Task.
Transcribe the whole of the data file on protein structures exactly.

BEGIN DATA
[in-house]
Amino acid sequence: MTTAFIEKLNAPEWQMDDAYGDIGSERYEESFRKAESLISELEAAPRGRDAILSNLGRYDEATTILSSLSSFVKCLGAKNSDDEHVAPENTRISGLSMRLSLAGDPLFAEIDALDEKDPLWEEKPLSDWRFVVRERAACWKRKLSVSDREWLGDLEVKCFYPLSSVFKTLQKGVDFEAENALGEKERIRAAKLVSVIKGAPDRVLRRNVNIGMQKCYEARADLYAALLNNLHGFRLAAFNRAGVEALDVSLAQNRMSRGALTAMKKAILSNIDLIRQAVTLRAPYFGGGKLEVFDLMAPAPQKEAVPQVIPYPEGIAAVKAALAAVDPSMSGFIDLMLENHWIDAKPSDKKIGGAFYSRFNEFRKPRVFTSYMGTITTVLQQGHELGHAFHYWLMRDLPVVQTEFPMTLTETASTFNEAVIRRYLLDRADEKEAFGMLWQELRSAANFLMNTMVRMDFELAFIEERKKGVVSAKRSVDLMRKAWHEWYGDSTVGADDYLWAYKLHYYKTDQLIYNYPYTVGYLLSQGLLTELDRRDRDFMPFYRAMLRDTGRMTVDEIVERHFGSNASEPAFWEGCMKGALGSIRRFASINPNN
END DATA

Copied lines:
[in-house]
Amino acid sequence: MTTAFIEKLNAPEWQMDDAYGDIGSERYEESFRKAESLISELEAAPRGRDAILSNLGRYDEATTILSSLSSFVKCLGAKNSDDEHVAPENTRISGLSMRLSLAGDPLFAEIDALDEKDPLWEEKPLSDWRFVVRERAACWKRKLSVSDREWLGDLEVKCFYPLSSVFKTLQKGVDFEAENALGEKERIRAAKLVSVIKGAPDRVLRRNVNIGMQKCYEARADLYAALLNNLHGFRLAAFNRAGVEALDVSLAQNRMSRGALTAMKKAILSNIDLIRQAVTLRAPYFGGGKLEVFDLMAPAPQKEAVPQVIPYPEGIAAVKAALAAVDPSMSGFIDLMLENHWIDAKPSDKKIGGAFYSRFNEFRKPRVFTSYMGTITTVLQQGHELGHAFHYWLMRDLPVVQTEFPMTLTETASTFNEAVIRRYLLDRADEKEAFGMLWQELRSAANFLMNTMVRMDFELAFIEERKKGVVSAKRSVDLMRKAWHEWYGDSTVGADDYLWAYKLHYYKTDQLIYNYPYTVGYLLSQGLLTELDRRDRDFMPFYRAMLRDTGRMTVDEIVERHFGSNASEPAFWEGCMKGALGSIRRFASINPNN